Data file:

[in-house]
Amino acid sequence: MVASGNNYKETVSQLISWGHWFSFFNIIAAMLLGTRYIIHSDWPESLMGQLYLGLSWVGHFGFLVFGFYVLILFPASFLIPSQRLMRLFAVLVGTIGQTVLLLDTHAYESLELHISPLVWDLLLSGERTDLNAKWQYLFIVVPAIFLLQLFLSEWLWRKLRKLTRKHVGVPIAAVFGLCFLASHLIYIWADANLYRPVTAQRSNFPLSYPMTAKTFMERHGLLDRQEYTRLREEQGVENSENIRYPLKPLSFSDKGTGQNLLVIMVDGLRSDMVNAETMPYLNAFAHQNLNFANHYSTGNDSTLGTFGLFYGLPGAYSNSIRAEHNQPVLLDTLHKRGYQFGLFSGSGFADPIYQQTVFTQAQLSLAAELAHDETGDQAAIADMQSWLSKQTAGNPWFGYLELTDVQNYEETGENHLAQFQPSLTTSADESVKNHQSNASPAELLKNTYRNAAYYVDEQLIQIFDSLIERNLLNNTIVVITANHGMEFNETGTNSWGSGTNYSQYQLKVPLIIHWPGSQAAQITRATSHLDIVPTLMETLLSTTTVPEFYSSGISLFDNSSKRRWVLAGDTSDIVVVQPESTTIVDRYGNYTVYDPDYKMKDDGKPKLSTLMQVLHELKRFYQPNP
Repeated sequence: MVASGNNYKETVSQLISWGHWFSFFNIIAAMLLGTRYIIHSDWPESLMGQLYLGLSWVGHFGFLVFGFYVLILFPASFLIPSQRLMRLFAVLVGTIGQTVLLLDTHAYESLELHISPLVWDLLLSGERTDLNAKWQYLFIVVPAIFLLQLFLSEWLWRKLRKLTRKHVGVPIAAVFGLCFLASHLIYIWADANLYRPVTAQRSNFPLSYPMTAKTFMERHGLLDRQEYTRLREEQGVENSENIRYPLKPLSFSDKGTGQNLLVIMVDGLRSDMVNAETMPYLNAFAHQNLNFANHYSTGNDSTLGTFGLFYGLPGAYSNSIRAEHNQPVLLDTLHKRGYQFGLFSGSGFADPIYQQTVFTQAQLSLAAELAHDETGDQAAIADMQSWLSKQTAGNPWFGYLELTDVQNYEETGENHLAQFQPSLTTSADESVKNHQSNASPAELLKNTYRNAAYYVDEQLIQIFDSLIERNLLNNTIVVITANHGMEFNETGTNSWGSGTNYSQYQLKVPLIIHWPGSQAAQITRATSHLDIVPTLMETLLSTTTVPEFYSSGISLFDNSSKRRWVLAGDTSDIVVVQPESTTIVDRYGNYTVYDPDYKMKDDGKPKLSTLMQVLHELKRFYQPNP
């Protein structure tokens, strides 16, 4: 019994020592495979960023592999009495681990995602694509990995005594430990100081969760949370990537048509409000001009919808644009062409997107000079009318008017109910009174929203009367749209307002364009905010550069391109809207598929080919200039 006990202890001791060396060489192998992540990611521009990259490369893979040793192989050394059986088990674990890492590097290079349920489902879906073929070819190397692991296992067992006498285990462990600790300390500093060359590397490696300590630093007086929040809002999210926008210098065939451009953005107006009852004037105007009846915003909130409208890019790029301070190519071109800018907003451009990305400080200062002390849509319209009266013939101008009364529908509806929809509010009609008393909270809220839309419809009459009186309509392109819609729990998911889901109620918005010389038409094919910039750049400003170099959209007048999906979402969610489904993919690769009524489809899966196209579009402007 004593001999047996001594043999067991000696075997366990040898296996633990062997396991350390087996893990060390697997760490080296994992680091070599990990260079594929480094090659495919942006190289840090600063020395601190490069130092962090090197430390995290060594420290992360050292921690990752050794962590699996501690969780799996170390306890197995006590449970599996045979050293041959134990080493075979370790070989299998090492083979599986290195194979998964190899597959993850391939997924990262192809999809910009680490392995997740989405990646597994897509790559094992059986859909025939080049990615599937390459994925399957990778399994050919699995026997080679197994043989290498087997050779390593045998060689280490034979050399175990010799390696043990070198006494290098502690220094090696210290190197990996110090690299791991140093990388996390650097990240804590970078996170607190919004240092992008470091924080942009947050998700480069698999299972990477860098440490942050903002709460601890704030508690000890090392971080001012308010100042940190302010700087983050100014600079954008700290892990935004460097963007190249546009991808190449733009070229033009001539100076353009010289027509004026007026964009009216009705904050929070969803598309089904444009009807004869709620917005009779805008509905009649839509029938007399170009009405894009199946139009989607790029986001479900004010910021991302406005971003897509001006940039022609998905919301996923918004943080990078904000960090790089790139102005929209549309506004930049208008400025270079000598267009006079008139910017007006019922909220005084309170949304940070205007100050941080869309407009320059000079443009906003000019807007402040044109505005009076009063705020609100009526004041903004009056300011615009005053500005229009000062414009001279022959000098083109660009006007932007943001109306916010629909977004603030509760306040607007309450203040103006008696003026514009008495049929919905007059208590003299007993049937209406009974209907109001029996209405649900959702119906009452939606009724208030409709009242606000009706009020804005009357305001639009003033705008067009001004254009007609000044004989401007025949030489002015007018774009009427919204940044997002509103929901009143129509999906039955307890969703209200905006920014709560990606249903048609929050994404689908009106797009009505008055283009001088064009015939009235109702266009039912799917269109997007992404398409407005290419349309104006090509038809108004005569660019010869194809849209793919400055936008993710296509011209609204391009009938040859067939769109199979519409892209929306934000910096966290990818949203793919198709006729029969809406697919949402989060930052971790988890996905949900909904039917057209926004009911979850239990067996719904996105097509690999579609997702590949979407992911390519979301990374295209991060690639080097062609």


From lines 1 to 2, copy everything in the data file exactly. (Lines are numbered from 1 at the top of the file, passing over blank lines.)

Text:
[in-house]
Amino acid sequence: MVASGNNYKETVSQLISWGHWFSFFNIIAAMLLGTRYIIHSDWPESLMGQLYLGLSWVGHFGFLVFGFYVLILFPASFLIPSQRLMRLFAVLVGTIGQTVLLLDTHAYESLELHISPLVWDLLLSGERTDLNAKWQYLFIVVPAIFLLQLFLSEWLWRKLRKLTRKHVGVPIAAVFGLCFLASHLIYIWADANLYRPVTAQRSNFPLSYPMTAKTFMERHGLLDRQEYTRLREEQGVENSENIRYPLKPLSFSDKGTGQNLLVIMVDGLRSDMVNAETMPYLNAFAHQNLNFANHYSTGNDSTLGTFGLFYGLPGAYSNSIRAEHNQPVLLDTLHKRGYQFGLFSGSGFADPIYQQTVFTQAQLSLAAELAHDETGDQAAIADMQSWLSKQTAGNPWFGYLELTDVQNYEETGENHLAQFQPSLTTSADESVKNHQSNASPAELLKNTYRNAAYYVDEQLIQIFDSLIERNLLNNTIVVITANHGMEFNETGTNSWGSGTNYSQYQLKVPLIIHWPGSQAAQITRATSHLDIVPTLMETLLSTTTVPEFYSSGISLFDNSSKRRWVLAGDTSDIVVVQPESTTIVDRYGNYTVYDPDYKMKDDGKPKLSTLMQVLHELKRFYQPNP